1. I love lamb shanks, haven't cooked them in ages, thanks for reminding me :)

  2. My dad would love these! :)

    I'm not going to cook anything special at Easter. Unlike Christmas, I can never spend Easter with my family because it's in the middle of semester and they live too far away for a short visit.

    That carrot cut you used is one of my favorites, next to carrot tagliatelle. :)

  3. This looks like the perfect dinner! :) Love the delicious thick sauce! Hmmm I've actually not thought of what to serve for Easter! Slacker me...

  4. Oh, YUM! We're at home this Easter, and Rick LOVES lamb shanks, so I'll be making these. I found you through a comment you made on another blog I follow - and I can't remember which!!! You mentioned Indian Grocery shops as a great source for gluten-free flours... Thank You! There is a wonderful store just around the corner from me... I went last week and you are SO right!!!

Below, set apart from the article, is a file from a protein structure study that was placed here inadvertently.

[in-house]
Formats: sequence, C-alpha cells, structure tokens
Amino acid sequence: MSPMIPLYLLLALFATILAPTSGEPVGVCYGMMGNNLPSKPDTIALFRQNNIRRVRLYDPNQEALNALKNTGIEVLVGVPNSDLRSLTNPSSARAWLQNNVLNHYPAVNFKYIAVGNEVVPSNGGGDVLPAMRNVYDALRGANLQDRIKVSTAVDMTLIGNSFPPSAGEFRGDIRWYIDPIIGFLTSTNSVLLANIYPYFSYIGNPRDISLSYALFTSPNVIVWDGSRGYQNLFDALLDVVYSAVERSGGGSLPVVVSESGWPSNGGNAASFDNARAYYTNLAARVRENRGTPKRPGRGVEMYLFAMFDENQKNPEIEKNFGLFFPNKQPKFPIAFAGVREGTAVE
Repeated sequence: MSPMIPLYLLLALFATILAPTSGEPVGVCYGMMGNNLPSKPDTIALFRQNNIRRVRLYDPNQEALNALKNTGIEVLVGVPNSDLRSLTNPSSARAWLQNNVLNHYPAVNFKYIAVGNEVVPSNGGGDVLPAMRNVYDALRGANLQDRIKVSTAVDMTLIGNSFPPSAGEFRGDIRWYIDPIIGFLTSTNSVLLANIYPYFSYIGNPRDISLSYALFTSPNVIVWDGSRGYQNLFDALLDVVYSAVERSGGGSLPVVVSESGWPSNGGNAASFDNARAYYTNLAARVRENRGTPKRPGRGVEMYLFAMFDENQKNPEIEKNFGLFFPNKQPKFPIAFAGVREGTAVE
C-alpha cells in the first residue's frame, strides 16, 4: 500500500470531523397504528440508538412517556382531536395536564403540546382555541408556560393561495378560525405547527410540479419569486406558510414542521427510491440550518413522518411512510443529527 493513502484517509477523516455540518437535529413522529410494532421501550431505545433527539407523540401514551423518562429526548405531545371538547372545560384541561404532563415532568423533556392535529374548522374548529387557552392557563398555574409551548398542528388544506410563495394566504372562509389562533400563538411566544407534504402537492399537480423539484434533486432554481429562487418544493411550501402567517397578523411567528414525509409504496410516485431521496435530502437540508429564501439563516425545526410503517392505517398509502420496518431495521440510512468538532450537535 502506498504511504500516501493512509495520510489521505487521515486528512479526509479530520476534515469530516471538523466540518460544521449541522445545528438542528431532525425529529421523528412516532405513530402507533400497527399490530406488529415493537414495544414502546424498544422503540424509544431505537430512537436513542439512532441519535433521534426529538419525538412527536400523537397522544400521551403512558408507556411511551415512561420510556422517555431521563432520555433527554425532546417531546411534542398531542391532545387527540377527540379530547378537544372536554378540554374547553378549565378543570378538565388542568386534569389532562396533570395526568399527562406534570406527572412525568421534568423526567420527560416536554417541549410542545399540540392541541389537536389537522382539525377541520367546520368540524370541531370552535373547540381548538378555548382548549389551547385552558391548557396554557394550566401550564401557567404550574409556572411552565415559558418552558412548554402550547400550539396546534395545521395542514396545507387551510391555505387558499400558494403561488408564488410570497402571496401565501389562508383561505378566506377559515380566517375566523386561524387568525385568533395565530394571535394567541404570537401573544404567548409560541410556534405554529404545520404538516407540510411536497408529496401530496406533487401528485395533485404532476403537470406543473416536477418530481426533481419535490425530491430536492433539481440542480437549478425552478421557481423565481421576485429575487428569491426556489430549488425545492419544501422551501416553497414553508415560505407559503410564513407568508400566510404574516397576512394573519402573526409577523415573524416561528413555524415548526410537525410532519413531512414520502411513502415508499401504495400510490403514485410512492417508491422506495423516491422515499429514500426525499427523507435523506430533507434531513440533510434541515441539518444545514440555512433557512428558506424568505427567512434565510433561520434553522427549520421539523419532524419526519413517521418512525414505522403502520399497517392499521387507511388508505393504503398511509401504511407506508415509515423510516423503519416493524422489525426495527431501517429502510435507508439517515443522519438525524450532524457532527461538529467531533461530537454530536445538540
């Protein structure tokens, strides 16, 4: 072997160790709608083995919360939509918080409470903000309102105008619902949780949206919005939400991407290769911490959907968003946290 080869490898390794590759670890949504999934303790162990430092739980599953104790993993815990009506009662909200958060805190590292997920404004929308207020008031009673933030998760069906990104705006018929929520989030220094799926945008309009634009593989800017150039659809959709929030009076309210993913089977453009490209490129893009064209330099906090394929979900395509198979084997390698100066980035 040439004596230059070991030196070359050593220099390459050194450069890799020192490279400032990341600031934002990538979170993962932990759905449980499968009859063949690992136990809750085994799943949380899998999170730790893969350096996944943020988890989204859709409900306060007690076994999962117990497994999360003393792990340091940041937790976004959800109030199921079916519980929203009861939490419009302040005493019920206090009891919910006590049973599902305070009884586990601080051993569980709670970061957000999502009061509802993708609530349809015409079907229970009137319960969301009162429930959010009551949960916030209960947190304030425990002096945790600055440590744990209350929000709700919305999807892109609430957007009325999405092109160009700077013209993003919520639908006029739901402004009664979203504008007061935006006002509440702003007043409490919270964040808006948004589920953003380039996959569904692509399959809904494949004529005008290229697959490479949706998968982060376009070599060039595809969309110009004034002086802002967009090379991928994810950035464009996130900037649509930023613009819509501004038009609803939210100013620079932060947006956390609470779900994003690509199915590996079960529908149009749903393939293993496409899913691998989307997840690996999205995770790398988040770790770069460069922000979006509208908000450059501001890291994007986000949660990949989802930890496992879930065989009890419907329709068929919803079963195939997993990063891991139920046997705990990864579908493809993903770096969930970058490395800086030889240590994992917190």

5. Wow! Look at those beautiful lamb shanks :)!! I don't cook much lamb at home, but this really sounds like a great idea, thanks for sharing :).

  6. oh wow - this looks so rich and 'fall-off-the-bone- delightful!!! I may have to treat Mr BBB to something like this over Easter :)

  7. I love this recipe especially when the aromas drift from the oven.

  8. I LOVE secondary cuts for Winter! And these look wonderfully soft :D I am not sure what we'll be serving over Easter. Well I am but I've only sorted dessert thus far :P Typical huh!

  9. I love cooking Lamb Shanks, but just cannot handle the taste or smell of lamb on its own. Something to do with every meal having a lamb chop involved as a child. :) I do love the flavours you've used. Very nice Chef!